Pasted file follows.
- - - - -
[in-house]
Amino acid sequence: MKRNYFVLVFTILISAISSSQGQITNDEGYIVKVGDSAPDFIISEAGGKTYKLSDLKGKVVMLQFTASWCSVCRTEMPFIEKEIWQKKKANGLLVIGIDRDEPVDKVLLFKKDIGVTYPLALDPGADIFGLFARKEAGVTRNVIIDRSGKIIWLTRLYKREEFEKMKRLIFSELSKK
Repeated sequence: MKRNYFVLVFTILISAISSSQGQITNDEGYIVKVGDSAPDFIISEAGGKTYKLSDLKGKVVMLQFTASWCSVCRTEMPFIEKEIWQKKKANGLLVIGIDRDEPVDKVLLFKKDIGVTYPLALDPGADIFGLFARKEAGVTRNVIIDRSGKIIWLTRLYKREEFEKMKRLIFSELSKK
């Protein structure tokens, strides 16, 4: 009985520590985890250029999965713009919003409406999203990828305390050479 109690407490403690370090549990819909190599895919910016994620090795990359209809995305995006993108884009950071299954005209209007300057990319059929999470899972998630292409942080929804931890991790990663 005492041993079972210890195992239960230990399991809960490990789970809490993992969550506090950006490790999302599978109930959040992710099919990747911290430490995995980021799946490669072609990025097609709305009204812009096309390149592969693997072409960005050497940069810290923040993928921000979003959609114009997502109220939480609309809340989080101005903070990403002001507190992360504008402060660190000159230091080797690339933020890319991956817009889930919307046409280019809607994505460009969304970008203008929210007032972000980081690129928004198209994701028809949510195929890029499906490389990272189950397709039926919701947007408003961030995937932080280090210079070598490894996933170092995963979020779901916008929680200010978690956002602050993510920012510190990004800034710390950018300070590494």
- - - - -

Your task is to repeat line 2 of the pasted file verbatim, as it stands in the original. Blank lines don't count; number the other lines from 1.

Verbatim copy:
Amino acid sequence: MKRNYFVLVFTILISAISSSQGQITNDEGYIVKVGDSAPDFIISEAGGKTYKLSDLKGKVVMLQFTASWCSVCRTEMPFIEKEIWQKKKANGLLVIGIDRDEPVDKVLLFKKDIGVTYPLALDPGADIFGLFARKEAGVTRNVIIDRSGKIIWLTRLYKREEFEKMKRLIFSELSKK